First-year university students are excitedly anticipating their imminent new life on campus, but how well do they know their institutions?
In addition to academic performance and sporting prowess, some universities are renowned for well-designed campuses featuring masterpieces by architectural heavyweights. Hong Kong is no different.
The Jockey Club Innovation Tower
University: Polytechnic University
Architect: Zaha Hadid (Her other works include London Aquatics Centre, Heydar Aliyev Centre in Azerbaijan and Guangzhou Opera House.)
Year of Completion: 2013
Amid the hustle and bustle of a major traffic junction in Hung Hom stands an almost illusory building. The Jockey Club Innovation Tower, next to the main campus, is designed by one of the greatest architects of our time. The building marks Zaha Hadid’s first permanent work in Hong Kong.
Taking up the mission to create “a beacon structure symbolising and driving the development of Hong Kong as a design hub in Asia,” Zaha Hadid Architects won the bid to design the building in 2007. The result is a “building which is inherently organised and understood to visitors from the point of entry”.
The 15-storey building makes use of the Pritzker-prize-winning architect’s iconic visionary silhouettes and fluid character. “Its design dissolves the classic typography of tower and the podium into an iconic seamlessly fluid new structure,” Hadid said. It may seem out of place in its busy setting, but it lives up to its name, housing the School of Design.
Run Run Shaw Creative Media Centre
University: City University
Architect: Daniel Libeskind (HIs other works include One World Trade Center in New York, Imperial War Museum North in Manchester and Jüdisches Museum Berlin.)
Year of Completion: 2011
Another futuristic building in the Hong Kong academic scene is the Run Run Shaw Creative Media Centre (CMC) at City University.
The crystalline structure is the permanent home of the School of Creative Media. Libeskind says the exterior carries his signature asymmetrical shapes, and captures the creative spirit and intensity of Hong Kong.
The building’s most prominent feature is a central spiral staircase with irregular twists that connects the floors within the nine-storey building, while the asymmetrical windows bring in natural light and echo the overall design.
Chu Hai College of Higher Education
Architect: Rocco Yim (His other works include International Finance Centre, Hong Kong Government Headquarters and Guangzhou Museum.)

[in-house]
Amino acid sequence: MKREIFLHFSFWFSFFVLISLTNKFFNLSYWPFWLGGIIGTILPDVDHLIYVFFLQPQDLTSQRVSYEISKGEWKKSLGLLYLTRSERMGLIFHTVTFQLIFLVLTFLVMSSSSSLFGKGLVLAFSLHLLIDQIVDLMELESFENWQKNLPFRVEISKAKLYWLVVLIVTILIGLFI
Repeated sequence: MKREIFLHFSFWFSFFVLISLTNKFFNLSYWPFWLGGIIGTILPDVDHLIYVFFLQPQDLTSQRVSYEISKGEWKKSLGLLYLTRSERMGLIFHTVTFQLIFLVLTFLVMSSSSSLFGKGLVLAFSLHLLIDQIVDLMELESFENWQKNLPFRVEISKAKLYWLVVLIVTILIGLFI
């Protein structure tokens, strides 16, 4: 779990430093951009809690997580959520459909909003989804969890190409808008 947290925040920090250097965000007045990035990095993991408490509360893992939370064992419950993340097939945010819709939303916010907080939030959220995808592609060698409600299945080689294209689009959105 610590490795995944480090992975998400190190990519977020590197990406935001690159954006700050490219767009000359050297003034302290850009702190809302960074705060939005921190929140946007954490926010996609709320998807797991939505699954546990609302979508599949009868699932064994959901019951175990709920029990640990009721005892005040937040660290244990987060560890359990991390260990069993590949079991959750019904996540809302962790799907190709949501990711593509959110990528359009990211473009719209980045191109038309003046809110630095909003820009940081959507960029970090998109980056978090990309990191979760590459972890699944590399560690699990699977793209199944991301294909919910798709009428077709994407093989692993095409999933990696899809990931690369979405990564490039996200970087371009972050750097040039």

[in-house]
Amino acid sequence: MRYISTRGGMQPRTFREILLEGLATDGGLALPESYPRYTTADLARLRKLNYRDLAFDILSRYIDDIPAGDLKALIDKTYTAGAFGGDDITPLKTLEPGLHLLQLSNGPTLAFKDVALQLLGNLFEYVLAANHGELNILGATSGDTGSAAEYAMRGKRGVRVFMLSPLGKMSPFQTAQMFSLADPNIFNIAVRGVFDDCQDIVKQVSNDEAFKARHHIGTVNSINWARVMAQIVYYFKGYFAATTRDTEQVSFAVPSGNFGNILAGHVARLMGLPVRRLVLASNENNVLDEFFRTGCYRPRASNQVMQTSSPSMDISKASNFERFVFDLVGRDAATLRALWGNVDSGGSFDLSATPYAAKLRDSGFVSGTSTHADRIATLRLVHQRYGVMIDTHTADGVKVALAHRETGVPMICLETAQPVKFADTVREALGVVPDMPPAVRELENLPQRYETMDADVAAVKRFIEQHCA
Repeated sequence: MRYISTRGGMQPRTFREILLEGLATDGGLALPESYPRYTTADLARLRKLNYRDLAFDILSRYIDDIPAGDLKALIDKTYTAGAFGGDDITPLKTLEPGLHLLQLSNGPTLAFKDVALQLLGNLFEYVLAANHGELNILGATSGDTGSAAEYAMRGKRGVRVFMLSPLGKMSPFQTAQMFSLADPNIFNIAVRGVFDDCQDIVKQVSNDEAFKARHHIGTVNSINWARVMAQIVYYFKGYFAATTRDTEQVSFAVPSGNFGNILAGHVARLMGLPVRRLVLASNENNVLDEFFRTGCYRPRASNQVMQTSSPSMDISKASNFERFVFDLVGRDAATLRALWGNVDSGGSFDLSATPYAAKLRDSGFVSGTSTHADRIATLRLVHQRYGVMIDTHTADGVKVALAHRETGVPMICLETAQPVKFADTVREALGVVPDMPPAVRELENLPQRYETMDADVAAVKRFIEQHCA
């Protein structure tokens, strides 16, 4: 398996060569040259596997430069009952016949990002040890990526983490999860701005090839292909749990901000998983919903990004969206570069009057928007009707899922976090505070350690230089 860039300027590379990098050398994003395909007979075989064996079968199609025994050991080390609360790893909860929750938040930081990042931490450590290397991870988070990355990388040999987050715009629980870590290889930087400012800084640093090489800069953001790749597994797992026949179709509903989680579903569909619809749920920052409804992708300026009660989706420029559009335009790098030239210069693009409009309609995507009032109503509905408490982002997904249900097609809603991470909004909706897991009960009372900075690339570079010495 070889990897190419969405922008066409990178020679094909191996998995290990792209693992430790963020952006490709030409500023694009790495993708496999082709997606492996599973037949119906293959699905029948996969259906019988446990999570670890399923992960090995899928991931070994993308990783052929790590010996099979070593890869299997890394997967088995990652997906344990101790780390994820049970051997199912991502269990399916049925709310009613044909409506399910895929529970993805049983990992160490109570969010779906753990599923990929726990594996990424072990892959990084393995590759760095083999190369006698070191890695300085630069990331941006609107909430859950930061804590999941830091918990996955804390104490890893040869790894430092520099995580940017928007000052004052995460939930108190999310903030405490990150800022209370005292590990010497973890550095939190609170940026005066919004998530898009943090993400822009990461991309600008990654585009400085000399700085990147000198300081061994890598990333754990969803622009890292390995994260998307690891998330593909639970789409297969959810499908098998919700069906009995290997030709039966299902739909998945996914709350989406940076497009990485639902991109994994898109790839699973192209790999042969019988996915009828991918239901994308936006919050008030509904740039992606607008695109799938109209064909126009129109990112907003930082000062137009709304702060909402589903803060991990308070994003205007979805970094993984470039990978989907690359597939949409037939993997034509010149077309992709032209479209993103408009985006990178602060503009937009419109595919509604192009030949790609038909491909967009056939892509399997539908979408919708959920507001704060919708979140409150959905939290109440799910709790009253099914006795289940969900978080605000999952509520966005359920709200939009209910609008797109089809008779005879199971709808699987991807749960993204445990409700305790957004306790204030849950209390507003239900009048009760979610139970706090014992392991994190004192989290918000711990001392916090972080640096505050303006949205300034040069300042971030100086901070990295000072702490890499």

Year of Completion: 2016
The Chu Hai College of Higher Education campus is “a highly linked and connected institution” according to Rocco Design Architects, a Hong Kong firm led by esteemed architect Rocco Yim. The complex consists of two academic buildings, dormitories, a boulevard that connects the two blocks and green space beneath the bridges.
The campus houses everything that a modern university needs, from teaching facilities to lecture theatres, an indoor gymnasium and residence. In order to maximise density within the property’s restricted footprint, the design is composed of vertically stacked blocks. Classrooms and libraries that require more space are on the upper floors and are suspended from the main slab blocks.
The extended floors and bridges mimic a tree, where people learn and share knowledge under the shade of “trees”. The construction is also inspired by Chinese calligraphy, and seeks a balance between the blocks and empty spaces in the centre.
Chinese University (Shenzhen Campus)
Architect: Rocco Yim
Year of Completion: 2015
The Shenzhen campus of Chinese University is another stunning addition to Yim’s portfolio, and marks his collaboration with Gravity Partnership and Wang Weijen Architecture, who also designed the PolyU Community College campus.
The campus is divided into three zones – Academic Clusters, Campus Green and Natural Terrain – to continue the architects’ mission to retain green elements. Interlocking teaching facilities are located at one edge of the campus. At the other end, the existing natural terrain is preserved and buildings are adapted to its topography. The two areas are connected by an open outdoor space.
Sustainability, interconnectivity and flexibility are the focuses of the project’s design strategy, which aims to create communities for research, learning, working and living.